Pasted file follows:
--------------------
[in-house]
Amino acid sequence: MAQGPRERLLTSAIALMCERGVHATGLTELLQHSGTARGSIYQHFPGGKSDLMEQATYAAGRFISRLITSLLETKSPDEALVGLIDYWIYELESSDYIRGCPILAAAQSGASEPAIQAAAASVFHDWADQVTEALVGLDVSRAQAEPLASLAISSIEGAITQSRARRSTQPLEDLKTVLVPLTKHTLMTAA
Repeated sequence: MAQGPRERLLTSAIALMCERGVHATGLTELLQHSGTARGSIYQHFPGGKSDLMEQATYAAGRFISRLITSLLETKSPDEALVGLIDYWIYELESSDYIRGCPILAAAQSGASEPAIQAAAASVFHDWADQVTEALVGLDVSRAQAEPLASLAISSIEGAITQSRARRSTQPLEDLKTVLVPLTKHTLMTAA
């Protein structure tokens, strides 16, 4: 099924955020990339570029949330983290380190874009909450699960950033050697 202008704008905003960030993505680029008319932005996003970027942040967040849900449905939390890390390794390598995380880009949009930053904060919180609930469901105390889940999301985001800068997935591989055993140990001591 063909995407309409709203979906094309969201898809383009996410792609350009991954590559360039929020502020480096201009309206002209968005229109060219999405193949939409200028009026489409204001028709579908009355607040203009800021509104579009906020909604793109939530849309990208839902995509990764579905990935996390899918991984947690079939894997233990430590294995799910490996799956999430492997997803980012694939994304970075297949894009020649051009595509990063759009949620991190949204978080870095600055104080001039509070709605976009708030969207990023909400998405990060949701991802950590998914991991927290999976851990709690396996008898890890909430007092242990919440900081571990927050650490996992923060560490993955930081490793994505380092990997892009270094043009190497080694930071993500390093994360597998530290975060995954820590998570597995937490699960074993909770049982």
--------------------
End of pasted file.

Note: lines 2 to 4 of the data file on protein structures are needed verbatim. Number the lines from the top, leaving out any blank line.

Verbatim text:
Amino acid sequence: MAQGPRERLLTSAIALMCERGVHATGLTELLQHSGTARGSIYQHFPGGKSDLMEQATYAAGRFISRLITSLLETKSPDEALVGLIDYWIYELESSDYIRGCPILAAAQSGASEPAIQAAAASVFHDWADQVTEALVGLDVSRAQAEPLASLAISSIEGAITQSRARRSTQPLEDLKTVLVPLTKHTLMTAA
Repeated sequence: MAQGPRERLLTSAIALMCERGVHATGLTELLQHSGTARGSIYQHFPGGKSDLMEQATYAAGRFISRLITSLLETKSPDEALVGLIDYWIYELESSDYIRGCPILAAAQSGASEPAIQAAAASVFHDWADQVTEALVGLDVSRAQAEPLASLAISSIEGAITQSRARRSTQPLEDLKTVLVPLTKHTLMTAA
């Protein structure tokens, strides 16, 4: 099924955020990339570029949330983290380190874009909450699960950033050697 202008704008905003960030993505680029008319932005996003970027942040967040849900449905939390890390390794390598995380880009949009930053904060919180609930469901105390889940999301985001800068997935591989055993140990001591 063909995407309409709203979906094309969201898809383009996410792609350009991954590559360039929020502020480096201009309206002209968005229109060219999405193949939409200028009026489409204001028709579908009355607040203009800021509104579009906020909604793109939530849309990208839902995509990764579905990935996390899918991984947690079939894997233990430590294995799910490996799956999430492997997803980012694939994304970075297949894009020649051009595509990063759009949620991190949204978080870095600055104080001039509070709605976009708030969207990023909400998405990060949701991802950590998914991991927290999976851990709690396996008898890890909430007092242990919440900081571990927050650490996992923060560490993955930081490793994505380092990997892009270094043009190497080694930071993500390093994360597998530290975060995954820590998570597995937490699960074993909770049982």